After an hectic week of activities now we are sitting with the reminiscence of the sweet memories of the activities and events.
Today is “ HOLI” and I thought I should pen down something on HOLI as this does not seem to be a popular festival of we malayalees.
Many of us who had lived in the North would have tales to tell about Holi celebration. I have even seen many of our children in kuwait celebrating Holi in Kuwait..HOLI is called the “festival of love”, the “festival of colours”, and the “festival of spring”. Celebrated to signify Radha and Krishna’s eternal love, it is also a celebration of the triumph of good over evil. Holi celebrates the arrival of spring, the end of winter, the blossoming of love, and for many, it is a festive day to meet others, play and laugh, forget and forgive, and repair broken relationships. We need to live the spirit of this festival and strengthen our bond of friendship and togetherness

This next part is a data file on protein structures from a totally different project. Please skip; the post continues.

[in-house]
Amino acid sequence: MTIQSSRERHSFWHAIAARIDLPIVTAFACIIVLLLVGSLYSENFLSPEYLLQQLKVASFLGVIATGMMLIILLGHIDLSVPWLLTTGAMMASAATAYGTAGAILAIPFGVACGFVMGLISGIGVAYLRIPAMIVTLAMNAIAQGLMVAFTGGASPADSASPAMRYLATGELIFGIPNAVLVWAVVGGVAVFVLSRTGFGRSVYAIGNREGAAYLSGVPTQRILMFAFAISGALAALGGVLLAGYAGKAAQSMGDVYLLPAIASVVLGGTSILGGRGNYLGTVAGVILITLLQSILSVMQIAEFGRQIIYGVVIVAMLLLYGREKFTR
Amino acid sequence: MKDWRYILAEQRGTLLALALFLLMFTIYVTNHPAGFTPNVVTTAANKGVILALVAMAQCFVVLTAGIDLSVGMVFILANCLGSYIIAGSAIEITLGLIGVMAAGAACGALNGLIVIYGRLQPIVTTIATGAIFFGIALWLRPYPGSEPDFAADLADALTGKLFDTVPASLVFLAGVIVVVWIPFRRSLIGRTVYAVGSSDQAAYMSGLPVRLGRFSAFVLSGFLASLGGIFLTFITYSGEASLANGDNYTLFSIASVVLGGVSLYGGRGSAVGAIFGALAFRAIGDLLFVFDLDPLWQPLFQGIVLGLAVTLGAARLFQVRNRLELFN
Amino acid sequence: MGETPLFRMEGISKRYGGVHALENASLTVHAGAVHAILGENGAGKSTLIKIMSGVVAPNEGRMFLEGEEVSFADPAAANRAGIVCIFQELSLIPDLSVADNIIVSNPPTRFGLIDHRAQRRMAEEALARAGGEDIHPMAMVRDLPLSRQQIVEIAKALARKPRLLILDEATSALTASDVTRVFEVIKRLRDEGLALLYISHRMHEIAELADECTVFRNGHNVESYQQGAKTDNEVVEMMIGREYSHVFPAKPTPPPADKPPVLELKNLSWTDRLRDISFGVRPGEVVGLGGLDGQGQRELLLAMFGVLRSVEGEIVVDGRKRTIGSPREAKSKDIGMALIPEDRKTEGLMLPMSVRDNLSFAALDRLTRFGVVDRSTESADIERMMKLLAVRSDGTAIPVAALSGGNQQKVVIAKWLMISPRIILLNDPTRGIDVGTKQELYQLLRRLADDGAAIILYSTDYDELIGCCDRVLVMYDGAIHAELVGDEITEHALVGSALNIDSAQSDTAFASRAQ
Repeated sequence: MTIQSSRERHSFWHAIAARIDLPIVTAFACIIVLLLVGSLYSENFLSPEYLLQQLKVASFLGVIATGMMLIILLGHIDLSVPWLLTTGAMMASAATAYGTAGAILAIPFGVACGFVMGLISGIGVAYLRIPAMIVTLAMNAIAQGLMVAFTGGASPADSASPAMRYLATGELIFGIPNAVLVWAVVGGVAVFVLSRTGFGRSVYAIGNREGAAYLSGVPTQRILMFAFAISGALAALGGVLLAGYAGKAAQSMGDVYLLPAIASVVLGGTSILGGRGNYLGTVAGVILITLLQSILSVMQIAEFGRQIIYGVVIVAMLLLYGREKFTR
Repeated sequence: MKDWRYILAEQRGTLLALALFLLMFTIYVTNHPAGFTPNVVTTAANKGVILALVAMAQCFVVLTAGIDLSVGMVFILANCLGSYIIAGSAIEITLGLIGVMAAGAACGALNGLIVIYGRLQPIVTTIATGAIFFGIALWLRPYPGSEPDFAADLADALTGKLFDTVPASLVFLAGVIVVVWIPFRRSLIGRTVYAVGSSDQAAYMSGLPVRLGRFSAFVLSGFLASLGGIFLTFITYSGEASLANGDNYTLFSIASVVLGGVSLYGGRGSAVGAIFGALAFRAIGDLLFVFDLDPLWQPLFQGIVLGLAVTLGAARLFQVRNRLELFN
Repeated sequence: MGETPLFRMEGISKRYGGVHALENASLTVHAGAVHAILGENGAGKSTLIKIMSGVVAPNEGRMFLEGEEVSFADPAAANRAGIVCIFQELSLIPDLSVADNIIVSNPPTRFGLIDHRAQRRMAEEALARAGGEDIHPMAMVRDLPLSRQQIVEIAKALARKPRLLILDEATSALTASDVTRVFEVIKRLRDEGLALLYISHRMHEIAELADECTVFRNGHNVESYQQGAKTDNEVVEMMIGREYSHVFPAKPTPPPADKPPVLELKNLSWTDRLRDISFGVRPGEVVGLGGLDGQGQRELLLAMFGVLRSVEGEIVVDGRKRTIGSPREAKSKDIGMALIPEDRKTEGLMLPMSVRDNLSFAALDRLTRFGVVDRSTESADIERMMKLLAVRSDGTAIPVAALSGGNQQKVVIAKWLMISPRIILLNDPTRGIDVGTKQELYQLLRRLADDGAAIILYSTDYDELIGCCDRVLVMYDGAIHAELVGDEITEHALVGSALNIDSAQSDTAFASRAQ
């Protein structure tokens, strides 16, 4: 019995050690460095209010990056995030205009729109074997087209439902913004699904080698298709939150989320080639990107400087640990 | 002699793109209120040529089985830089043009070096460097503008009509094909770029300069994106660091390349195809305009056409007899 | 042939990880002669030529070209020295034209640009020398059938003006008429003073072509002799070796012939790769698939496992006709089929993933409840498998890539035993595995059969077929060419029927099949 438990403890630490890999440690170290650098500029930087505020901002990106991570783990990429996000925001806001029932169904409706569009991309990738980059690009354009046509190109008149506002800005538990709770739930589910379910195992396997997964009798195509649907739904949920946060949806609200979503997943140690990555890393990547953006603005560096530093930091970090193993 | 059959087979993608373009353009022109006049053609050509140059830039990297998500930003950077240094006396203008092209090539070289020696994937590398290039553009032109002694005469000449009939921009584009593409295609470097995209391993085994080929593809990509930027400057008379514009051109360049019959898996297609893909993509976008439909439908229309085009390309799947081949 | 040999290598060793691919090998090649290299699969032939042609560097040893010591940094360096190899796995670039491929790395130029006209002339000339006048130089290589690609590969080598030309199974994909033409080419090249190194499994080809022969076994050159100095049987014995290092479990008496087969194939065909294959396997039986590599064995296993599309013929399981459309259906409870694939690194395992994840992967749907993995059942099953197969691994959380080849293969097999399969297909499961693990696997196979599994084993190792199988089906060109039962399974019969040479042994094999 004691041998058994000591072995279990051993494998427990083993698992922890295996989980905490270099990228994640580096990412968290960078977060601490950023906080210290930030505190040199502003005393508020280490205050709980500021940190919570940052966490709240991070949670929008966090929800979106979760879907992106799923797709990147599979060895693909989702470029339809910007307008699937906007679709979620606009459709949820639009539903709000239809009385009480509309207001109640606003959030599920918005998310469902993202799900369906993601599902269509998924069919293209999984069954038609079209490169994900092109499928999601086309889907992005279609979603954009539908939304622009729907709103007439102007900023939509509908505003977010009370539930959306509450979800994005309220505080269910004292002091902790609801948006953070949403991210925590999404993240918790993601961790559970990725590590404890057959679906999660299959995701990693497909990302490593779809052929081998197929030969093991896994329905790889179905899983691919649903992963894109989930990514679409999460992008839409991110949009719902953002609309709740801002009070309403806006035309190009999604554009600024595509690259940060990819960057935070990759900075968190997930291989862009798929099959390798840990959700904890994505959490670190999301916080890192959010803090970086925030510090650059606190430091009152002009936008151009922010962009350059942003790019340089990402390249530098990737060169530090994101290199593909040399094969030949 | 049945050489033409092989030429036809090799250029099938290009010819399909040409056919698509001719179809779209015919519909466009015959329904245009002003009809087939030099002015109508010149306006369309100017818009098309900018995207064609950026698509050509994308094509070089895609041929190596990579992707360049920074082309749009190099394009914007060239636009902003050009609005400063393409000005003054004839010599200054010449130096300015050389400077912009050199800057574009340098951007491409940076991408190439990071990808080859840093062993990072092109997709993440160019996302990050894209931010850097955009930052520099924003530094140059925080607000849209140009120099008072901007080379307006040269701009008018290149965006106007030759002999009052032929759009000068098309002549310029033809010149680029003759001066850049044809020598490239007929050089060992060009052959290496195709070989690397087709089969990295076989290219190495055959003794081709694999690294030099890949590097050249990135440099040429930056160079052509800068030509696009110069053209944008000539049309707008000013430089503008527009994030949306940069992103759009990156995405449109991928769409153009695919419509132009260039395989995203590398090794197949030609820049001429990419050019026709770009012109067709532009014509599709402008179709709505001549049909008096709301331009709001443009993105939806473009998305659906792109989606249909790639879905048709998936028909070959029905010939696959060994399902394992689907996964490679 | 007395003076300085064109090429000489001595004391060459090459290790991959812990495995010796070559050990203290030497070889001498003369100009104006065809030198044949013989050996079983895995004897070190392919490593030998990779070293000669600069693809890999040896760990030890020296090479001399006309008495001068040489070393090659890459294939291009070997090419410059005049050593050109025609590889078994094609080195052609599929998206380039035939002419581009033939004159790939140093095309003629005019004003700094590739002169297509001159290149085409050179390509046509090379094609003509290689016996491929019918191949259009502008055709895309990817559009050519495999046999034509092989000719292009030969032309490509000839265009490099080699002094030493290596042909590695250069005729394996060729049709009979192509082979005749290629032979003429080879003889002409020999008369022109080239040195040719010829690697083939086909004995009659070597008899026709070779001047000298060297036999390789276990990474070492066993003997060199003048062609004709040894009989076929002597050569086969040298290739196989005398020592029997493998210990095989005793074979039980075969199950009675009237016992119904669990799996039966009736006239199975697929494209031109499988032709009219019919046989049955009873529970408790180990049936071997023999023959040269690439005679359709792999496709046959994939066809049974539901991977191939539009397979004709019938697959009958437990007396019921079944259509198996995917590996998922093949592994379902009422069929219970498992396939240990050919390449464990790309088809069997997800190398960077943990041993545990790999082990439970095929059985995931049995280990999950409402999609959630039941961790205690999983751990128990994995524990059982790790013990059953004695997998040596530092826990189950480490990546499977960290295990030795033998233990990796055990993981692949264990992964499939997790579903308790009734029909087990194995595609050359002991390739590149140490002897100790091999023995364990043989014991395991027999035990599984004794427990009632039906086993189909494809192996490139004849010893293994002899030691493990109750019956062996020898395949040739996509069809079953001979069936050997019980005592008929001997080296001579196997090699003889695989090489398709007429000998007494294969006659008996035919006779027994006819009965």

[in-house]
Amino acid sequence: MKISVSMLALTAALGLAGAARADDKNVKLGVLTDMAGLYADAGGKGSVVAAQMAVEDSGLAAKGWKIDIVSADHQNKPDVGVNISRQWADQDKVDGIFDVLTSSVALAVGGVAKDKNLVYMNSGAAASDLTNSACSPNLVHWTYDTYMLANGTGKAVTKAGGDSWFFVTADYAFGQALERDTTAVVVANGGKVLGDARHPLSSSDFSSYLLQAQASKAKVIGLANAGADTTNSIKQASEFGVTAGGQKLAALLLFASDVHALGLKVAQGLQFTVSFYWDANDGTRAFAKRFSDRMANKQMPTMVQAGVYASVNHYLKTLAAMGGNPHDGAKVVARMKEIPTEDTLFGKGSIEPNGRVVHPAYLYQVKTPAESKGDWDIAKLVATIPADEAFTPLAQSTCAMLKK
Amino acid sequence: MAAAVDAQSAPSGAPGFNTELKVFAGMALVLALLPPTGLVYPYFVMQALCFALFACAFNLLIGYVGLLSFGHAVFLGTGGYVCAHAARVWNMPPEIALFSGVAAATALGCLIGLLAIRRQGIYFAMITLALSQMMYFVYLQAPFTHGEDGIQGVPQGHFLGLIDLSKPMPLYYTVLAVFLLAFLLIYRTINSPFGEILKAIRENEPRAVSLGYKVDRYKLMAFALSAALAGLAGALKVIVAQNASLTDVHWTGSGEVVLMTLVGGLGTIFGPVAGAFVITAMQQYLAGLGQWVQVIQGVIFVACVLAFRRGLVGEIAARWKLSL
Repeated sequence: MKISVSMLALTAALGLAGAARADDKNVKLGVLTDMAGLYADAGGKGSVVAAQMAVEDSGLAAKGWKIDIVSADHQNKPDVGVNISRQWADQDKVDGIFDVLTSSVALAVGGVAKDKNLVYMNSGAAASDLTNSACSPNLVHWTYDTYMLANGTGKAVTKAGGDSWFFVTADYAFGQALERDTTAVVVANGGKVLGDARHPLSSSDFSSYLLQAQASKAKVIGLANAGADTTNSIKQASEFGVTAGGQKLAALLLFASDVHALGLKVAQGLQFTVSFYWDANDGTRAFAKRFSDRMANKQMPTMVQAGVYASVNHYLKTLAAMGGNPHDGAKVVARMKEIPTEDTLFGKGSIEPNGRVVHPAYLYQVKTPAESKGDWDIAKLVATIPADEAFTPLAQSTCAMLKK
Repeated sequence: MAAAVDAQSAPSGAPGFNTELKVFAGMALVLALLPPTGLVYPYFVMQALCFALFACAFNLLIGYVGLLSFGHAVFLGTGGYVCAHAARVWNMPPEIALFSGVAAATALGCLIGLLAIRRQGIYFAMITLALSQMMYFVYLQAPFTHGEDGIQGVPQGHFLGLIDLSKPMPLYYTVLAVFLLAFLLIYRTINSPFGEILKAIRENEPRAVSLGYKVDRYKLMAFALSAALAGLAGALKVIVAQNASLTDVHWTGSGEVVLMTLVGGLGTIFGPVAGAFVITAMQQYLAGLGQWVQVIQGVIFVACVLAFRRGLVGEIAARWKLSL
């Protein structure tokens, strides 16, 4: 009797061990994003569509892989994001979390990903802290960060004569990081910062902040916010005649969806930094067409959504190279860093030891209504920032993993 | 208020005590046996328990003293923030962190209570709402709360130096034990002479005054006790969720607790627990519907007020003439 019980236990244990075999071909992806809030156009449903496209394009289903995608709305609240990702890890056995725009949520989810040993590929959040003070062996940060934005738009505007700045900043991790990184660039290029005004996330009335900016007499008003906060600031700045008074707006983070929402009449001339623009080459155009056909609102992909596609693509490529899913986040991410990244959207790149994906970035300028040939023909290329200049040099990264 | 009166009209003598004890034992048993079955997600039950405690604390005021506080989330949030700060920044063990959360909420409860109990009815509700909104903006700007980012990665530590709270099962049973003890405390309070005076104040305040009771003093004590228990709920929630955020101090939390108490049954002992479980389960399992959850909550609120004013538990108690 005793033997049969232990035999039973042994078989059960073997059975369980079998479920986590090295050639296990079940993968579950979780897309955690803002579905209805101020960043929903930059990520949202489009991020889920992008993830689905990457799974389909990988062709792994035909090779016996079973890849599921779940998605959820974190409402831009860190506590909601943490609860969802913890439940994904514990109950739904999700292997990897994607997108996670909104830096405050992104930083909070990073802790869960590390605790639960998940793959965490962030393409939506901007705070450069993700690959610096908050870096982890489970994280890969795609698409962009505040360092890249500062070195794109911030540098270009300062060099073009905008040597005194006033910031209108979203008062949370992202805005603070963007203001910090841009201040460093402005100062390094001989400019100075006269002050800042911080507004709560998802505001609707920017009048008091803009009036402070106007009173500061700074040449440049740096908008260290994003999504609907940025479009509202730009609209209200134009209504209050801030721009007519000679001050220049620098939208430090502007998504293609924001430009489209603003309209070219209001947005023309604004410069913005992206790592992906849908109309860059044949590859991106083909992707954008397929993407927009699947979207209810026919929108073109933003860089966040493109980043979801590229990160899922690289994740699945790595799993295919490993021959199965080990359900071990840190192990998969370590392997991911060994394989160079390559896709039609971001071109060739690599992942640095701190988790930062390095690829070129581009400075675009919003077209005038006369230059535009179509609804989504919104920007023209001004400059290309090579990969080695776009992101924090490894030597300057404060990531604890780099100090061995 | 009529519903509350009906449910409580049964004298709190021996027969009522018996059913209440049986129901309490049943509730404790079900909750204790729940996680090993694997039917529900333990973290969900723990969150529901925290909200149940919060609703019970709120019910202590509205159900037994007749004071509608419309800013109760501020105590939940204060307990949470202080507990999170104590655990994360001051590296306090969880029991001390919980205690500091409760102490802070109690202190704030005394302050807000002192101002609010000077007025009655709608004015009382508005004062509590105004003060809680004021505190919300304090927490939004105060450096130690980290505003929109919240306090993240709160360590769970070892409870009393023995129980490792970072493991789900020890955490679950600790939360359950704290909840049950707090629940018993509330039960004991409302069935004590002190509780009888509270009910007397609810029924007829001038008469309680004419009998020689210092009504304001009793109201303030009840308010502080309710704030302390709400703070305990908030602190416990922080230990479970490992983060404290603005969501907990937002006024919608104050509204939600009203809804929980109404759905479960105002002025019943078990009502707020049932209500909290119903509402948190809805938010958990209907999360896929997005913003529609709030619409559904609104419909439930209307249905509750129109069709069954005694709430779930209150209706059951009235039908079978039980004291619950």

Facts about Holi (for all those who feel its just a festival where you smear colours). Holi celebrations start on the night before Holi with a Holika Dahan where people gather, perform religious rituals in front of the bonfire, and pray that their internal evil is destroyed the way Holika, the demon king’s sister Hiranyakashipu, was killed in the fire. The following day is celebrated as Rangwali Holi (Dhuleti) – a free-for-all festival of colours where people smear each other with colours and drench each other. Water guns and water-filled balloons are also used to play and colour each other.
Each Indian state signifies Holi from a different mythological angle. The customs and celebrations vary between regions of India. In Kerala, though Holi is not a typical celebration. However, we can join the communities that celebrate the festival and rejoice in all its pomp and splendour (please don’t forget to wear the mask)
Have a great HOLI !!!!